US tariffs could cost German automakers $7 billion a year, but they will hurt more than just car factories.
President Donald Trump has less than 90 days to decide whether to impose tariffs of up to 25% on vehicle imports, a threat that has unnerved automakers in the industrial powerhouse of Germany.
The tariffs would cost Volkswagen() €2.5 billion ($2.8 billion) a year in profit, according to Evercore
ISI. BMW () earnings would be reduced by €1.7 billion ($1.9 billion) and Daimler ( ) would take a €2 billion ($2.3 billion) hit.
Volkswagen CEO Herbert Dies told the Financial Times the estimate is about right.
“In the worst-case situation, that would probably be close to the real figure,” he told the newspaper in an interview. BMW and Daimler, the owner of Mercedes-Benz, declined to comment on the figures.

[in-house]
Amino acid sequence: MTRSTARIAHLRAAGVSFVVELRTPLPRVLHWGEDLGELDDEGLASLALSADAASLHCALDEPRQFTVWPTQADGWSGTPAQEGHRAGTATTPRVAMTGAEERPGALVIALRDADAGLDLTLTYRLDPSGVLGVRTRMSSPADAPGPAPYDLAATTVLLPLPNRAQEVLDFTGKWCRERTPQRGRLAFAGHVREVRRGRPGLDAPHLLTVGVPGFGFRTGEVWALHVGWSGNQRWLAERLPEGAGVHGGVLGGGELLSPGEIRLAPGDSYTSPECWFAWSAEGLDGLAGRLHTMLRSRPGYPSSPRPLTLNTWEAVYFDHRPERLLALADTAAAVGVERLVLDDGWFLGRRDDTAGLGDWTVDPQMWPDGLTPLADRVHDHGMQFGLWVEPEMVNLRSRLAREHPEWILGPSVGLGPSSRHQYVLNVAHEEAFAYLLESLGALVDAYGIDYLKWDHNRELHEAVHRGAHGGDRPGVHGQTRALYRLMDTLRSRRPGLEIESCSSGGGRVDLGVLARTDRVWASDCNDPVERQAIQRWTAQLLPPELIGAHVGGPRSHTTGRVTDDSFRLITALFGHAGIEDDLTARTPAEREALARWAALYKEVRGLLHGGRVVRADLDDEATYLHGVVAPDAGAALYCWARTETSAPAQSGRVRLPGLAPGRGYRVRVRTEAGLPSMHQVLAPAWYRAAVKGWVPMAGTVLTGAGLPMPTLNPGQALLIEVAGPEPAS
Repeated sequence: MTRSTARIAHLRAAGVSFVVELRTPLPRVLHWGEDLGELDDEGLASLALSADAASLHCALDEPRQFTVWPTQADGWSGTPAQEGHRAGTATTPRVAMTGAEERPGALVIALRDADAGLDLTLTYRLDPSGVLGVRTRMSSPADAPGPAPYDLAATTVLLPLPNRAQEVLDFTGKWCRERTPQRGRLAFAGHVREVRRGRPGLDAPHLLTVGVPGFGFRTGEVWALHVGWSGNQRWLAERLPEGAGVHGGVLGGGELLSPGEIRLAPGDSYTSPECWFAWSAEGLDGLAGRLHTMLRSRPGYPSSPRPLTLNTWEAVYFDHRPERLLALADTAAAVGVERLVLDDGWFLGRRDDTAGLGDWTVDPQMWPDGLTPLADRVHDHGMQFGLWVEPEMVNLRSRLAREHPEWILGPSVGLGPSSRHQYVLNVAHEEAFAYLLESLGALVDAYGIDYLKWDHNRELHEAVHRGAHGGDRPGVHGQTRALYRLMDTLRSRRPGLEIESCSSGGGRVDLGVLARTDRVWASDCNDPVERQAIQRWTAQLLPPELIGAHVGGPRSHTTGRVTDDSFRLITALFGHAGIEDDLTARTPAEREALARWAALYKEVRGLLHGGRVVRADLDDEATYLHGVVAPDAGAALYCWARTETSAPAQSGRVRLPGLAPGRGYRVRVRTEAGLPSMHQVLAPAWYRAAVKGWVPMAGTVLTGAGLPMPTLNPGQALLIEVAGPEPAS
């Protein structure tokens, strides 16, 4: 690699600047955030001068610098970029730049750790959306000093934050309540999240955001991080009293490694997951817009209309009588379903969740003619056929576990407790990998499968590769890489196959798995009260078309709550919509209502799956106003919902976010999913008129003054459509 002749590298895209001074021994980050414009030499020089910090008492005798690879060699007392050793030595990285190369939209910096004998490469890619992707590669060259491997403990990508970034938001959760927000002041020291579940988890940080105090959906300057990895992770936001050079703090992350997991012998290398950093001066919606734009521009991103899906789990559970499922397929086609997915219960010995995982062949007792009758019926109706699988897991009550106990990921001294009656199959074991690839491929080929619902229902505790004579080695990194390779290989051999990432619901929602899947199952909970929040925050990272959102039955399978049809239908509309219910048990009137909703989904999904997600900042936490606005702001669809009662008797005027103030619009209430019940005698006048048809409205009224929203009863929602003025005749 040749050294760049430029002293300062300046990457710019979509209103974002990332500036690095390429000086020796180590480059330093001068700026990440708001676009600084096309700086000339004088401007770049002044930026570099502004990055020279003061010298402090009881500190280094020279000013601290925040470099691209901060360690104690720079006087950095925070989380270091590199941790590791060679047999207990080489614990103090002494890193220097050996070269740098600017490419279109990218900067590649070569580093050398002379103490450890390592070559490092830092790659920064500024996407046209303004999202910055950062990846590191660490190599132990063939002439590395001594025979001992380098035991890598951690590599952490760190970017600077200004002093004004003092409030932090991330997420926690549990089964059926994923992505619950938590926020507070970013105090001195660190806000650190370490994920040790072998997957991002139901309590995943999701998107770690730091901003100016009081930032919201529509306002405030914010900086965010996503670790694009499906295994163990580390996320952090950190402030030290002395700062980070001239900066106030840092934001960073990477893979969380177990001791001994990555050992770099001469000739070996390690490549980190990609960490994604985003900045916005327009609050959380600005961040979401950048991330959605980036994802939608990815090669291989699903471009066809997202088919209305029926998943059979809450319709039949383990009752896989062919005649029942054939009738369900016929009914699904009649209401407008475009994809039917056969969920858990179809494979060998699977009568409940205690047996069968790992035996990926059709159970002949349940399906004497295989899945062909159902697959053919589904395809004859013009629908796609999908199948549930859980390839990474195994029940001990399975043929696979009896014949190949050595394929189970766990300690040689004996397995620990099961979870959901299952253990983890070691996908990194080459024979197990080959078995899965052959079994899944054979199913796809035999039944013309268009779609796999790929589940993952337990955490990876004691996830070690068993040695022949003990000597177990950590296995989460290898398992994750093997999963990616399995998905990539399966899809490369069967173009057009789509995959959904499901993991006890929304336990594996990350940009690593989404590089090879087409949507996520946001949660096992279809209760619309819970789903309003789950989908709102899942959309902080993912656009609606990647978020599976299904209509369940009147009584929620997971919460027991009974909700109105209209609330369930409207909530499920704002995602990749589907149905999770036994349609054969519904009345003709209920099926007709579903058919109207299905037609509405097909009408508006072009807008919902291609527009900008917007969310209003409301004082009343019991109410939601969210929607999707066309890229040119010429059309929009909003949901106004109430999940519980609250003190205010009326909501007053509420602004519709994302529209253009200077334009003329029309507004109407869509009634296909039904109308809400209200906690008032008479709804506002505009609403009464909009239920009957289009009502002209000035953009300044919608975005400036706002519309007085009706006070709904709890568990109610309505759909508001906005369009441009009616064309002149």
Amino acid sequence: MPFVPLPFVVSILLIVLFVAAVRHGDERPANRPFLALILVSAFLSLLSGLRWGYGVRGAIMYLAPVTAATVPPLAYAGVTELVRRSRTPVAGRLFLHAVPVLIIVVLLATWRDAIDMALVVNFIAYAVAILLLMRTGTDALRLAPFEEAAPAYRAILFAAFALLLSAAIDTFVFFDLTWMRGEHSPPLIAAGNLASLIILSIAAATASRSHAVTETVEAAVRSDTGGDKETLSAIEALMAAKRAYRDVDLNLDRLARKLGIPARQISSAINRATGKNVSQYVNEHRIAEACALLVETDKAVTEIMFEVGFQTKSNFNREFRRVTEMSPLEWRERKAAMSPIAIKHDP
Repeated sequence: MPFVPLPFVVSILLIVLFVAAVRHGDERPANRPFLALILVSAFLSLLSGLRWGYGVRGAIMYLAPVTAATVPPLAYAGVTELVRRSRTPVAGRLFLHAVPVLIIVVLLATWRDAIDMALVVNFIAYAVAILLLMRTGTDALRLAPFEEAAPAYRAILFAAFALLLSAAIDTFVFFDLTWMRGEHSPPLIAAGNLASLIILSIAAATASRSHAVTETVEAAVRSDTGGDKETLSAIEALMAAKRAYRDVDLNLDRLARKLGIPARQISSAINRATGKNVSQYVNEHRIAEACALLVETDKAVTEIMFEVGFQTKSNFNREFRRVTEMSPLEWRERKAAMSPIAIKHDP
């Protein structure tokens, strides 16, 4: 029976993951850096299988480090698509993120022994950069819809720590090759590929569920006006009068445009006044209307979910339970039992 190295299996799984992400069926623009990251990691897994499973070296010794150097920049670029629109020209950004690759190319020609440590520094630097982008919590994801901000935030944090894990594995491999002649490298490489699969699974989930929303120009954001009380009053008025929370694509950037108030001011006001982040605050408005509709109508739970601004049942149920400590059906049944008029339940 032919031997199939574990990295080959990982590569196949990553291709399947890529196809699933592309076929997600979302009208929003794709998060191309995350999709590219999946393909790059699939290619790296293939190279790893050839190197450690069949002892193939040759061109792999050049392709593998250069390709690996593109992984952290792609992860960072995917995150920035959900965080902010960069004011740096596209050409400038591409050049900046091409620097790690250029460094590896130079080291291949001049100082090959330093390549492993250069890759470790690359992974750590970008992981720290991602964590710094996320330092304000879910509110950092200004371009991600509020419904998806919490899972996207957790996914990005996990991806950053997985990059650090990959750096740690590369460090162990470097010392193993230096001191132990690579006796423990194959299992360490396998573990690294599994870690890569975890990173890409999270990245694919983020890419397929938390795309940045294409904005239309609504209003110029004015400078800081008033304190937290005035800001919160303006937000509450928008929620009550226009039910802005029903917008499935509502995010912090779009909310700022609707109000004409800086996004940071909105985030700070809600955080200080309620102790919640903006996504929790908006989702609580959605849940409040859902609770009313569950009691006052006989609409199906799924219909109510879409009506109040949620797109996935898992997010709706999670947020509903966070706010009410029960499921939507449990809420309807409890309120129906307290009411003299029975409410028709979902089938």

With cars making up roughly 30% of all German exports to the United States, the broader economic impact promises to be severe.
Germany’s Ifo Institute for Economic Research said last week that 25% tariffs would send annual German car exports to the United States plummeting by about 50% within a decade, from €34 billion ($38 billion) to €17 billion ($19 billion).
Last year, the institute calculated that the tariffs would knock 0.16% of Germany’s GDP.
Almost half of all cars sold in the United States are made outside the country, mostly in Mexico, Canada and Japan.
Ifo estimated that Mexico would see its GDP decline by 0.39% as a result of the US tariffs. Canada’s GDP would drop 0.23% while Japan’s would fall 0.1%.
Vehicles currently accounts for 10% of total trade between the two regions, according to ACEA, the European Automobile Manufacturers Association. The jobs of more than 13 million people, or 6% of all employees in the European Union, depend on the industry.